First of all, what we do should be done in humility. Jesus instructed us to pray in secret and to not be like the Pharisees who wanted to be seen praying on the street corners (Matt 6:5), and who “widen their phylacteries and lengthen their tassels” (Matt 23:5) in order to appear holier than they actually were. The only public witness we need to give to what we are doing is our actions of kindness, compassion and mercy which will speak for themselves.
And that is the beauty of Lent: it is not about what we do, it is about who we do it with. We do our practices to grow in generosity and kindness. This helps us to cleanse from sin, but it also helps us to focus away from ourselves and toward those around us. We go to Reconciliation to take away all that which comes between us and God, and so we may obtain the graces we need in order to be better able to love. We do not go to Reconciliation because we fear punishment. We go so that we might love better. We do not give up meat (or whatever is equivalent for those who regularly forgo meat) simply to be healthier, to aid the environment, or to follow a 'silly rule,’ for that matter. Instead we do it to make a sacrifice which reminds us of who we are, of our desire and attempt to grow in holiness, and to refocus our priorities. Giving up meat is something we have to be intentional about and so it helps to focus our attention on our other Lenten practices, too. It is not the meat deprivation that is significant; rather, it is the process of growing in holiness as part of a community, the Body of Christ, which is deeply important.
Let us allow God to walk with us through our Lenten observance. Let us allow Him to put His heart within us, replacing our stony hearts with ‘natural hearts.’ A natural heart is the heart He originally intended for us. It is a heart that allows itself to be opened up to seeing our own flaws, not feeling guilty, but desiring for His sake to be better. It is a heart that yearns to love as He loves. It is a heart which recognizes just how much we have been given, is filled with gratitude, and in gratitude desires to share that love through good works. The good news is that we do not have to work at our observances alone. Our natural heart is a work in progress, given by God, who wants us to have the joy of knowing the depth of His love for us. Therefore Let us persevere in our Lenten practices, knowing that we do not go it alone.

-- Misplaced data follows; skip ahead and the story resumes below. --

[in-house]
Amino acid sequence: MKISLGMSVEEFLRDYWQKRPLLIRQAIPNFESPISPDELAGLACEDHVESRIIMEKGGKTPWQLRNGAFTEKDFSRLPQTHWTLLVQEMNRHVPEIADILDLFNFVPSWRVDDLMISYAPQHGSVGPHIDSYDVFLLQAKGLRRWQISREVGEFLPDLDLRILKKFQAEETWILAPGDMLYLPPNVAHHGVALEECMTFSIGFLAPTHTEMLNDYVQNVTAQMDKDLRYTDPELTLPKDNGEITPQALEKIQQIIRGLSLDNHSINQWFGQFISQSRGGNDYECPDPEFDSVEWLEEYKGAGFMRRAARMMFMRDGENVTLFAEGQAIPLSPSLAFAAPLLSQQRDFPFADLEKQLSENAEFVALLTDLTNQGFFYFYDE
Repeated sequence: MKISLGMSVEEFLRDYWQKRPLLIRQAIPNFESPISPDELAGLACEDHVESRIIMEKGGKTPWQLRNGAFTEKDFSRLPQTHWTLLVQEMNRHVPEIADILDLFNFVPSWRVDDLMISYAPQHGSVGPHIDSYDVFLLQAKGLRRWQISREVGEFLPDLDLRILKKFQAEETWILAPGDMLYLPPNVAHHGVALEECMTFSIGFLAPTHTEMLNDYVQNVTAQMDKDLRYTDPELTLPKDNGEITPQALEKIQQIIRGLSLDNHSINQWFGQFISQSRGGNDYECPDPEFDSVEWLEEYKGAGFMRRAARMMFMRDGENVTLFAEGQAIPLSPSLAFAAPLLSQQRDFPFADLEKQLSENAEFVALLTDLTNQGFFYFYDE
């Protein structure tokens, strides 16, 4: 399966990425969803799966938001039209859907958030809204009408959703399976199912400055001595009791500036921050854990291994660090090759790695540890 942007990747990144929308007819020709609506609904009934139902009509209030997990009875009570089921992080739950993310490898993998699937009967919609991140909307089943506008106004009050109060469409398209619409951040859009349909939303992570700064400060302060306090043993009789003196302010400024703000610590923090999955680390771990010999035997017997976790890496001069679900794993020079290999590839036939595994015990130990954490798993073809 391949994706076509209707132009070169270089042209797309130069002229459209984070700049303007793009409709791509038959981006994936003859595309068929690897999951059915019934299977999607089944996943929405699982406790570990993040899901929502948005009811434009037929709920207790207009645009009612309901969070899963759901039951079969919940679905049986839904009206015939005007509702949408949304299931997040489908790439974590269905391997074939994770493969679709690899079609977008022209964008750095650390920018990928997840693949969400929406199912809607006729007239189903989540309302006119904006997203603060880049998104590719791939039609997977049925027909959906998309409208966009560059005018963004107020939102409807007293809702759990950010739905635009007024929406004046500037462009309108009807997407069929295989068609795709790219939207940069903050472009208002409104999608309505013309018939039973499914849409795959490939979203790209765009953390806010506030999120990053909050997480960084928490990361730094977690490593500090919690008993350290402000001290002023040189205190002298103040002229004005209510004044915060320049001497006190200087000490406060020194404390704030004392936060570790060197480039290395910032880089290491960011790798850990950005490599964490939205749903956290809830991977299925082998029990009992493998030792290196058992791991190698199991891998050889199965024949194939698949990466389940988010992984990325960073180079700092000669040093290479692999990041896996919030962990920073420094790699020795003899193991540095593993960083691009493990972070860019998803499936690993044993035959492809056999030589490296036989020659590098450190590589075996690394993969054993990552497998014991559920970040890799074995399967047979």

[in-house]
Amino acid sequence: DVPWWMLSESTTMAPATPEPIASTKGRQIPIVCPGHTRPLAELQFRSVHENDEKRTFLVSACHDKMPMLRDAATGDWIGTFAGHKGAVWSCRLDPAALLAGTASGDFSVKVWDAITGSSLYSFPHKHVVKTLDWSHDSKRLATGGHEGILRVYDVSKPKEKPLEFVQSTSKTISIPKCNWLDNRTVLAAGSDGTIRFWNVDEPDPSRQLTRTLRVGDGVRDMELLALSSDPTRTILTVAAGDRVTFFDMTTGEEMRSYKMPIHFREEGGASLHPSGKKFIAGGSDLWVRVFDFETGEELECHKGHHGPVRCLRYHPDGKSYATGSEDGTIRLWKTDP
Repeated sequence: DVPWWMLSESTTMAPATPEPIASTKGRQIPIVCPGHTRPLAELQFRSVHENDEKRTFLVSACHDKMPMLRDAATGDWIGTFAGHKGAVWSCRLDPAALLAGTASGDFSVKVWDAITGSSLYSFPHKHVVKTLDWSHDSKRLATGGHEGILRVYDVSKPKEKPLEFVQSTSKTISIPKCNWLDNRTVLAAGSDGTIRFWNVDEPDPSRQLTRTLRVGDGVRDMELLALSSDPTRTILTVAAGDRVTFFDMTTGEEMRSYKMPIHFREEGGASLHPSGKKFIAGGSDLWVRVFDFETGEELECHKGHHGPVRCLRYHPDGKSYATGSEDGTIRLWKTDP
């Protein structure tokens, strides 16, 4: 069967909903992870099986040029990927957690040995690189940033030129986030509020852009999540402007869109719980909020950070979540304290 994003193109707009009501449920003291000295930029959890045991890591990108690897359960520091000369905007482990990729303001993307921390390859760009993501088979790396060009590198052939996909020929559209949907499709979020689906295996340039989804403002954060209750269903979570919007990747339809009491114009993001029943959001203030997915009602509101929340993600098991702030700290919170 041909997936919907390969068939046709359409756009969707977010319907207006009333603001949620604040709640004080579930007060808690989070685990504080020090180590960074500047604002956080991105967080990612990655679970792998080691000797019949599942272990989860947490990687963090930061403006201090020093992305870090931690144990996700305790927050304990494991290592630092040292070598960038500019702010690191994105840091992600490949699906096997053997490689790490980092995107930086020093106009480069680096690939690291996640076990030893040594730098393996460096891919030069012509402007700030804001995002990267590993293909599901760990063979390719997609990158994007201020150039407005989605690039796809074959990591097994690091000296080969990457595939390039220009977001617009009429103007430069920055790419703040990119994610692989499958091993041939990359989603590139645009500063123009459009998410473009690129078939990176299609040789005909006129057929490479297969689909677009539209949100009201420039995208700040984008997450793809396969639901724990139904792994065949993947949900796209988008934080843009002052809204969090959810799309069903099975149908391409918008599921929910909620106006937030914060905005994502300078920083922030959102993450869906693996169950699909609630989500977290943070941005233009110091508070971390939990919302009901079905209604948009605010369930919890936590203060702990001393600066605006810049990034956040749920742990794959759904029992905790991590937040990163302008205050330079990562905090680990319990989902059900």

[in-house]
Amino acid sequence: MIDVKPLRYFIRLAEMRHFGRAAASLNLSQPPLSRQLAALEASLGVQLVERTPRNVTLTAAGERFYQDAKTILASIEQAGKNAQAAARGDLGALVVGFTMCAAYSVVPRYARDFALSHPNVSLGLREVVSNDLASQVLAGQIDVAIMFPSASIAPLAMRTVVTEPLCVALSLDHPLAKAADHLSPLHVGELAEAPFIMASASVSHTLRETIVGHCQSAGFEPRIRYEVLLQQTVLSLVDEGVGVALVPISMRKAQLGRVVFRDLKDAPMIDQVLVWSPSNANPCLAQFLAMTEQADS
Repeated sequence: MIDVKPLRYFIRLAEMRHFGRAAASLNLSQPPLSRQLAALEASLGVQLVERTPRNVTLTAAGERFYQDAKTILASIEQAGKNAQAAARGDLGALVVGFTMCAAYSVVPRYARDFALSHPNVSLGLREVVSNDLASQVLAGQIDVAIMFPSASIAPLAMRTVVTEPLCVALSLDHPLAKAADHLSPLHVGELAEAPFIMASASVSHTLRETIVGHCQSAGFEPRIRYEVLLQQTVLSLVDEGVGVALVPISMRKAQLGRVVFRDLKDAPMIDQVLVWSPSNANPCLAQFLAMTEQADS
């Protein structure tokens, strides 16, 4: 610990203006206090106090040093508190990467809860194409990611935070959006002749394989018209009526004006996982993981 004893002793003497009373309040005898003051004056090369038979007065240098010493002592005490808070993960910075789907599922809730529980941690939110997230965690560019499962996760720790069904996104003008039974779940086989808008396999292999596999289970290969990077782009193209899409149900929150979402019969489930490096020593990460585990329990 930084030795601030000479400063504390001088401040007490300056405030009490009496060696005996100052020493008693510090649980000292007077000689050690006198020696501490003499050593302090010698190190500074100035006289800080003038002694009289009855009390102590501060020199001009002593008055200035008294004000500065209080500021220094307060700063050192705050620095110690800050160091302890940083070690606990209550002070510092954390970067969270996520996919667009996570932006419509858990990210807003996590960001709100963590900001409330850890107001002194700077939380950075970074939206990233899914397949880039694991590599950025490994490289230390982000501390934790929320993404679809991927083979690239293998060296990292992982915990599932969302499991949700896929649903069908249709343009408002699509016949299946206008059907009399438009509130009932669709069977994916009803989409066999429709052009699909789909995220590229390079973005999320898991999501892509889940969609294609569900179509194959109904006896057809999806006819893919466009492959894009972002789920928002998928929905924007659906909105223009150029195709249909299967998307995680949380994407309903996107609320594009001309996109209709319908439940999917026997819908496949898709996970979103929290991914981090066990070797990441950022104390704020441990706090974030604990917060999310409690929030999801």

©Michele L. Catanese
The first photo is mine. It was taken in the Black Hills of South Dakota. I chose it because of the sense of solitude that I experienced at that spot. It was a spot that felt like it was "in secret" as a place of quiet prayer and reflection.
Next is a photo I took of a photo of St. Thérèse of Lisieux: it was part of a permanent display at Notre Dame Cathedral in Paris, France.
The third photo is of Fr. William Hart McNichols as he took part in Las Posadas at Nuestra Señora de San Juan de Los Lagos Capilla in Talpa, NM. While it is an Advent photo, I chose it because of the gentle leadership and relationship which is apparent between Fr. Bill and the young 'St. Joseph' seen walking with him. They are leading each other; that is, they are part of the community, together in prayer.
Next is an icon written by Fr. Bill McNichols, mentioned above. It is called San Jose en el Rio Grande. I am aware that St. Joseph's feast is next week, but I feel that one can never say enough about this wonderful saint. He is the humblest of all saints, (in my opinion), because he had the task of being the guide to manhood for Jesus, though in reality not really His father, but a type of foster father. As in the above photo of Fr. Bill and the young boy seeming to guide each other, so too are St. Joseph and Jesus guiding each other. Should you want to purchase a copy of it, the icon can be found at http://fineartamerica.com/featured/san-jose-en-el-rio-grande-william-hart-mcnichols.html
The last photo is one of mine, taken in North Dakota. It is a sunset over the Badlands.